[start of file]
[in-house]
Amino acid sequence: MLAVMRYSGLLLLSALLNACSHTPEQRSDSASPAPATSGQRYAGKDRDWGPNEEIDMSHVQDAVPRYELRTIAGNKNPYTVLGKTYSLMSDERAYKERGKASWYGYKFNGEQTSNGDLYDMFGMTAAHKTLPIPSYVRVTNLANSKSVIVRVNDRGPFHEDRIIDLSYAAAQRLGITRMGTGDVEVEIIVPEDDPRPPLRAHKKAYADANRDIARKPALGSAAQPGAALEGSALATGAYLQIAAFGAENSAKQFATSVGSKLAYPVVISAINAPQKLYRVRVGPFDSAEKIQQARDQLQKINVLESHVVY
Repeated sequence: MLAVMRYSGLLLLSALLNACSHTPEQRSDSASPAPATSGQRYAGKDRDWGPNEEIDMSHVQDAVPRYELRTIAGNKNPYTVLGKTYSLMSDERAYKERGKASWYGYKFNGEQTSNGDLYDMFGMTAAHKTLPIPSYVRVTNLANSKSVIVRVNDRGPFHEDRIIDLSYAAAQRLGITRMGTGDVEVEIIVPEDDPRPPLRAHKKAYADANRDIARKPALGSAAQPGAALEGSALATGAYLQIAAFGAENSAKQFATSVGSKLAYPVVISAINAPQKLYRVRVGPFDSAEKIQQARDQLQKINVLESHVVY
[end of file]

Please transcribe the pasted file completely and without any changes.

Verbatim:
[in-house]
Amino acid sequence: MLAVMRYSGLLLLSALLNACSHTPEQRSDSASPAPATSGQRYAGKDRDWGPNEEIDMSHVQDAVPRYELRTIAGNKNPYTVLGKTYSLMSDERAYKERGKASWYGYKFNGEQTSNGDLYDMFGMTAAHKTLPIPSYVRVTNLANSKSVIVRVNDRGPFHEDRIIDLSYAAAQRLGITRMGTGDVEVEIIVPEDDPRPPLRAHKKAYADANRDIARKPALGSAAQPGAALEGSALATGAYLQIAAFGAENSAKQFATSVGSKLAYPVVISAINAPQKLYRVRVGPFDSAEKIQQARDQLQKINVLESHVVY
Repeated sequence: MLAVMRYSGLLLLSALLNACSHTPEQRSDSASPAPATSGQRYAGKDRDWGPNEEIDMSHVQDAVPRYELRTIAGNKNPYTVLGKTYSLMSDERAYKERGKASWYGYKFNGEQTSNGDLYDMFGMTAAHKTLPIPSYVRVTNLANSKSVIVRVNDRGPFHEDRIIDLSYAAAQRLGITRMGTGDVEVEIIVPEDDPRPPLRAHKKAYADANRDIARKPALGSAAQPGAALEGSALATGAYLQIAAFGAENSAKQFATSVGSKLAYPVVISAINAPQKLYRVRVGPFDSAEKIQQARDQLQKINVLESHVVY